Fun with Hardware
From 64-bit servers to console conversion projects, your Linux platform choices are better than ever.
by Don Marti
Running Linux makes you smarter, and we've got proof. In his article on Nagios on page 52, Richard C. Harlan explains how John Deere integrated its diverse server management needs under the thumb of one Linux-based project, for a small budget.
Other cluetrain-riding people at a variety of companies talked to Doc Searls about the new balance of innovation power between informed Linux-using customers and their vendors (page 38). Freedom is changing companies behind the scenes, and thanks to your discreet tips, Doc is watching it better than anyone.
This issue also includes the year's best Linux hardware news so far. The big cheeses of the information technology industry are building servers based on AMD's new AMD64 architecture, which you may know as linux/arch/x86_64. In an interview on tazaa.info, AMD CEO Hector Ruiz included Linux as one of only two “operating systems that matter”, and our favorite OS was the first one released for AMD64.
You can get an idea of AMD64's abilities, and those of the Newisys two-way server that's among the first Opteron products on the market, in Michael Baxter's first look on page 58. Michael is the man to ask about Linux in the electronic design automation industry, and the new AMD architecture is already attracting attention from Cadence and others as a way to replace expensive 64-bit RISC UNIX.
Our other featured hardware article this issue covers Microsoft's Xbox video game system. On page 44, Michael Steil explains how making the Xbox run Linux is not only fun but actually useful. Try it. Upgrading an Xbox is a great way to learn about the boot process and is cheaper than a single-board computer for hobbyist embedded projects. Cut back on the coffee the day you solder those two little pads together, though.
If your web site uses free software exclusively, you might not realize how big of a deal CMF for Zope (page 14) really is. Proprietary content management systems have high-priced licenses and still require you to do substantial customizing. This might be the article that makes you a web hero at work, so pay attention.
This issue also hosts a cross-platform development-tool cage bout. Will your next project use the promising new Mono (page 74) or the reliable wxWindows (page 90)? Both are free as in Dmitry, so you can easily try both. Finally, contributor Josh Rabinowitz told me that he got hooked on using the man page index, shown in his article “How to Index Anything” (page 82), before he was even done with the article. Imagine searching all your man pages, Linux Journal archive CDs and old mail with one tool. I'm going to try it out.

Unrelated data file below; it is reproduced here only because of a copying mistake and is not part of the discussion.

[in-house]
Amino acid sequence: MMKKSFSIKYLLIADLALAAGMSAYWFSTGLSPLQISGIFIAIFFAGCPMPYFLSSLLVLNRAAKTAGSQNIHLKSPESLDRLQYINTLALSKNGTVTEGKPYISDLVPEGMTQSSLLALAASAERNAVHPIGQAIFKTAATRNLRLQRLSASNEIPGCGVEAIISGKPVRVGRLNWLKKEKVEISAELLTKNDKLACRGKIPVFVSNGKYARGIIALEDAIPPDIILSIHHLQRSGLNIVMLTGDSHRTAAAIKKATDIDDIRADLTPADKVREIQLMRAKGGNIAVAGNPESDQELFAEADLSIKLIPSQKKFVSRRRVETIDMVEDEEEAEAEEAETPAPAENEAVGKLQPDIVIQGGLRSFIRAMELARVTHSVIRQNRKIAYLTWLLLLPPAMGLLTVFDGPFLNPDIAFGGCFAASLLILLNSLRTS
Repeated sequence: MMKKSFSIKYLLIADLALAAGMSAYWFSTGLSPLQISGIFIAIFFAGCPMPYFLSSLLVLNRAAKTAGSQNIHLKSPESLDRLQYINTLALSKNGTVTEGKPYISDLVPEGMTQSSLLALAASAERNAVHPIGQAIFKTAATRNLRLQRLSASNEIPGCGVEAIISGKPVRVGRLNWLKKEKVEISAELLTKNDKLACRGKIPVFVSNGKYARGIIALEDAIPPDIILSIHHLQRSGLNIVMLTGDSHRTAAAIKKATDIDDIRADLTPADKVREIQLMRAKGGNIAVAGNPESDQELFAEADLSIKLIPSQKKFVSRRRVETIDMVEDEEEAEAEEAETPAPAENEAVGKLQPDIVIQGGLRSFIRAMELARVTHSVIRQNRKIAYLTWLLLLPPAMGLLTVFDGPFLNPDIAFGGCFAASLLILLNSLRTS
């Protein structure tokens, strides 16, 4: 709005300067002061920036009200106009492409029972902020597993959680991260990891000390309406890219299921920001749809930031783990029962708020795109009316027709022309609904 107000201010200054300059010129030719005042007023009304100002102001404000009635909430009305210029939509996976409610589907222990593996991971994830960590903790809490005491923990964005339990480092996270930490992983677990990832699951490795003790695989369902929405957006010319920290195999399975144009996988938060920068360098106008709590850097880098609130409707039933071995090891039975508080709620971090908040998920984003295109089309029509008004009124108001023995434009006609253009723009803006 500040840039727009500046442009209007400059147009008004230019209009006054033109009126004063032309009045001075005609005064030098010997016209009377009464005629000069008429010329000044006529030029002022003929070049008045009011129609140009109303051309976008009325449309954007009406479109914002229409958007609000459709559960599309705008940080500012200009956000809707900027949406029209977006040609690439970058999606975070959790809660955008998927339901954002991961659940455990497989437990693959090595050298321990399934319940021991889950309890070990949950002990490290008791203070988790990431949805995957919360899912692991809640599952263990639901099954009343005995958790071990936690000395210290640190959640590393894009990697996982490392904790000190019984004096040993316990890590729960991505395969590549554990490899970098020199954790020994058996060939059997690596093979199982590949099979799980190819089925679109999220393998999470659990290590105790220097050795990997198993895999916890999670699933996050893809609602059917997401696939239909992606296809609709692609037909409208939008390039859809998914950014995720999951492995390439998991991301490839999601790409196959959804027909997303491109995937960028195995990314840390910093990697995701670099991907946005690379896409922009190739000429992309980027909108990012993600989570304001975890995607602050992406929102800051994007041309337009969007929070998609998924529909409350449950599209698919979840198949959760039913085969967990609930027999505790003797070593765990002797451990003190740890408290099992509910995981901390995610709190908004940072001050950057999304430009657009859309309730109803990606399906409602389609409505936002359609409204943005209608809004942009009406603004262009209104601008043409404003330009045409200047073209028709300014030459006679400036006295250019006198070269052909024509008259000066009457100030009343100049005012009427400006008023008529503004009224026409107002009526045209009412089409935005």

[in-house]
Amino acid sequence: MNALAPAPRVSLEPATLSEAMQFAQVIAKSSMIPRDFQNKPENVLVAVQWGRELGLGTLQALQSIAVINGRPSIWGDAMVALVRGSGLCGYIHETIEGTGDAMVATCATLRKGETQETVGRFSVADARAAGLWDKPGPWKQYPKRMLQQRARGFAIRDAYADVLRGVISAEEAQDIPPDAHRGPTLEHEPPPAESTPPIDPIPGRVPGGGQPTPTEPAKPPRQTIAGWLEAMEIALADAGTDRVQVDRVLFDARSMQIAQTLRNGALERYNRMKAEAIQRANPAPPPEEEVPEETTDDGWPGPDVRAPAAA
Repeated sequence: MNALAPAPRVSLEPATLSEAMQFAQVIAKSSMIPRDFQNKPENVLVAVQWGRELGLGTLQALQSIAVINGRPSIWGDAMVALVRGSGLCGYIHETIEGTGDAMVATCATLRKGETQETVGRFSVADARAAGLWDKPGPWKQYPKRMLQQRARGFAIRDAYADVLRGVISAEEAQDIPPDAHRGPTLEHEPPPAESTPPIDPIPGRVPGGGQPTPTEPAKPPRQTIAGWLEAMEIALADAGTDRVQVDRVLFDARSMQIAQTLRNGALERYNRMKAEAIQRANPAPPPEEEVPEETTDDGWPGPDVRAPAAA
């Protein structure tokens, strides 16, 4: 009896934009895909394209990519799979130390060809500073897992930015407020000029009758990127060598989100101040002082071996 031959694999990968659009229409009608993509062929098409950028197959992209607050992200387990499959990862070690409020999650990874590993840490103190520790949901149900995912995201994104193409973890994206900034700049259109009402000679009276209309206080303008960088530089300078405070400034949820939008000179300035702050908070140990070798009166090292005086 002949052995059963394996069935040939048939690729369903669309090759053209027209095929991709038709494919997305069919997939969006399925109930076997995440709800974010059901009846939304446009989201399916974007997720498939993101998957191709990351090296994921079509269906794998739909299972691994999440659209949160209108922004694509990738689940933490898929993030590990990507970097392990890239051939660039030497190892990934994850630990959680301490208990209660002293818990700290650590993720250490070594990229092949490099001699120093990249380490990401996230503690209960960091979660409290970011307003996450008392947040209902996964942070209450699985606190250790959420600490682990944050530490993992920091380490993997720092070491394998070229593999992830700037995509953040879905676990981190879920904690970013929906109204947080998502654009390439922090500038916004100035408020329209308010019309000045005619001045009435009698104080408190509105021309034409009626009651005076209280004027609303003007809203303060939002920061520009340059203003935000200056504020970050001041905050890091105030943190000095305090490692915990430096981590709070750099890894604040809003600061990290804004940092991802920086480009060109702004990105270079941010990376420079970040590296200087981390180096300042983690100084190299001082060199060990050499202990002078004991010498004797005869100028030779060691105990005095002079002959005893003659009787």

Don Marti is editor in chief of Linux Journal.
|Red Hat Enterprise Linux 7.1 beta available on IBM Power Platform||Jan 23, 2015|
|Designing with Linux||Jan 22, 2015|
|Wondershaper—QOS in a Pinch||Jan 21, 2015|
|Ideal Backups with zbackup||Jan 19, 2015|
|Non-Linux FOSS: Animation Made Easy||Jan 14, 2015|
|Internet of Things Blows Away CES, and it May Be Hunting for YOU Next||Jan 12, 2015|
- Linux Graphics News
- GIMP Shmimp, Give Me a Browser
- Non-Linux FOSS: Seashore
- Linux Graphics News - August 2013
- Ideal Backups with zbackup
- Wondershaper—QOS in a Pinch
- Designing with Linux
- Red Hat Enterprise Linux 7.1 beta available on IBM Power Platform
- Internet of Things Blows Away CES, and it May Be Hunting for YOU Next
- Raspberry Pi: the Perfect Home Server
Editorial Advisory Panel
Thank you to our 2014 Editorial Advisors!
- Jeff Parent
- Brad Baillio
- Nick Baronian
- Steve Case
- Chadalavada Kalyana
- Caleb Cullen
- Keir Davis
- Michael Eager
- Nick Faltys
- Dennis Frey
- Philip Jacob
- Jay Kruizenga
- Steve Marquez
- Dave McAllister
- Craig Oda
- Mike Roberts
- Chris Stark
- Patrick Swartz
- David Lynch
- Alicia Gibb
- Thomas Quinlan
- Carson McDonald
- Kristen Shoemaker
- Charnell Luchich
- James Walker
- Victor Gregorio
- Hari Boukis
- Brian Conner
- David Lane